Consolidating the management of two critical sites where nuclear weapons are assembled would yield huge taxpayer savings, the National Nuclear Security Administration (NNSA) promised in 2013 — as much as $3.27 billion over a decade.
Hundreds of millions of dollars in savings were to be spent on the modernization of the nuclear weapons production complex, and billions of dollars were to revert to the public treasury. The government was so pleased with the promised benefits that in 2015, it gave one of the department’s highest awards to the 14 sharp-eyed officials who processed the single-contract paperwork.
But four years after the consolidated contract was won by Consolidated Nuclear Security (CNS) LLC, a group of corporations led by Bechtel National Inc., there’s not much to celebrate, government documents and reports show.
In particular, much of the promised quick savings haven’t shown up, while the annual federal costs of running and overseeing the two sites — the Pantex Plant in Texas and the Y-12 site in Tennessee where nuclear weapons are disassembled and modernized — have risen more than 30 percent from nearly $1.85 billion to $2.48 billion. Despite these numbers, the government still awarded the contractor extra profits for cost savings.
As a result, the funds needed to keep these two vital sites operating over the next decade threaten to eat up a sizable chunk of the new money the Trump administration wants to spend upgrading the safety, security and quality of the U.S. nuclear arsenal, and enlarging its size. The cost increase, combined with rising fees for nuclear weapons work and physical modernization needs at other facilities, casts doubt on whether Trump’s ambitious nuclear agenda can be completed.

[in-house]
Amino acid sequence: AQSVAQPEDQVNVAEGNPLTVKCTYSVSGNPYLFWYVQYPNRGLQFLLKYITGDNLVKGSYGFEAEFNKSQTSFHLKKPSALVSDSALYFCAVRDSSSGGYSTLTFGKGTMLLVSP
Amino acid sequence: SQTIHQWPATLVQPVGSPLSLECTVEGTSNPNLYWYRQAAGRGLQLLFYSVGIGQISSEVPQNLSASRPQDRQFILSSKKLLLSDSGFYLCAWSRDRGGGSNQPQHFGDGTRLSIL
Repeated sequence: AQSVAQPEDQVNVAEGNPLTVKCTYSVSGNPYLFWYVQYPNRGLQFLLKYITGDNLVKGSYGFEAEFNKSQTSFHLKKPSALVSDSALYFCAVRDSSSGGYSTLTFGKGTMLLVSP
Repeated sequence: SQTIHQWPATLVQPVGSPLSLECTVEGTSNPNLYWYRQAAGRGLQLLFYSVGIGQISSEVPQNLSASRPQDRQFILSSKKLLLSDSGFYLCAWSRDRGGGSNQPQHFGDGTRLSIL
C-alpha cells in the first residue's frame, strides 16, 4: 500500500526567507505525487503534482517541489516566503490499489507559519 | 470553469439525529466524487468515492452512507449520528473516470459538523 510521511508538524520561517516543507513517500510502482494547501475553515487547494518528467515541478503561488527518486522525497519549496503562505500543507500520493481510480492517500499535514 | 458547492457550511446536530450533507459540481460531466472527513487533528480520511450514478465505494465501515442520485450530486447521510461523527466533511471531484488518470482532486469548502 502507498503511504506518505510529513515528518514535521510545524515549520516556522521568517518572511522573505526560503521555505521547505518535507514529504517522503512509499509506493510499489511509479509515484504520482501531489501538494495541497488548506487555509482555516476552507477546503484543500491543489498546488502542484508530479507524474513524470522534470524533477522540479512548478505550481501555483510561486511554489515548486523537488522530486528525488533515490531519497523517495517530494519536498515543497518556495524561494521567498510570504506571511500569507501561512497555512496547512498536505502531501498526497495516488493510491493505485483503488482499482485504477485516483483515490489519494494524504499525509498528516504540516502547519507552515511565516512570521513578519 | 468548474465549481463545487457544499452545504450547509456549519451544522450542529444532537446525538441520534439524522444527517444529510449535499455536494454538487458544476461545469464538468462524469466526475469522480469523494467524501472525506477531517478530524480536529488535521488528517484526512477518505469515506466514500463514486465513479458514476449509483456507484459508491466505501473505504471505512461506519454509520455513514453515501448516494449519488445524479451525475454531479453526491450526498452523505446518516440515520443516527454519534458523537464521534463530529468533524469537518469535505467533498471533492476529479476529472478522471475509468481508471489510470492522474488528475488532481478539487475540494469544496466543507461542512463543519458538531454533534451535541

An examination of the contract award by federal auditors also revealed that the evaluation process – which parsed bids from some of the nation’s largest defense contractors — was marked by unusual actions that helped Bechtel’s group win the bid. And a powerful lever to force the Bechtel-led firm to achieve as much savings as possible was quietly removed from the contract last September, making it easier for the firm and its partners to win lucrative contract extensions.
That move, which effectively rewarded the Bechtel group for failing to show it could achieve promised economies, preserves its opportunity to collect up to $660 million in profit over a 10-year period, during which the country’s overall nuclear weapons production efforts are slated to cost $400 billion, according to the Congressional Budget Office.
The savings that CNS initially promised were supposed to come from cutting what the corporations and their federal overseers claimed were excess jobs and employee benefits at the Texas and Tennessee sites. But key lawmakers and congressional staff in Washington have said this aim was misguided from the outset, coming as it did just as the Department of Energy was launching, at the Obama administration’s direction, a three-decade-long trillion-dollar weapons modernization program, which would seemingly require many new personnel.
“It raises an interesting question: Did the left hand talk to the right hand?” said Gordon Adams, a former White House national security budget official, about the process.
Many workers at the plants have chafed under the new management approach and complained about its consequences, noting in a confidential staff survey that they feel profit has been prioritized over safety. Those workers have been startled to learn abruptly of lost medical benefits at the same time they say their work has become more dangerous due to staffing vacancies.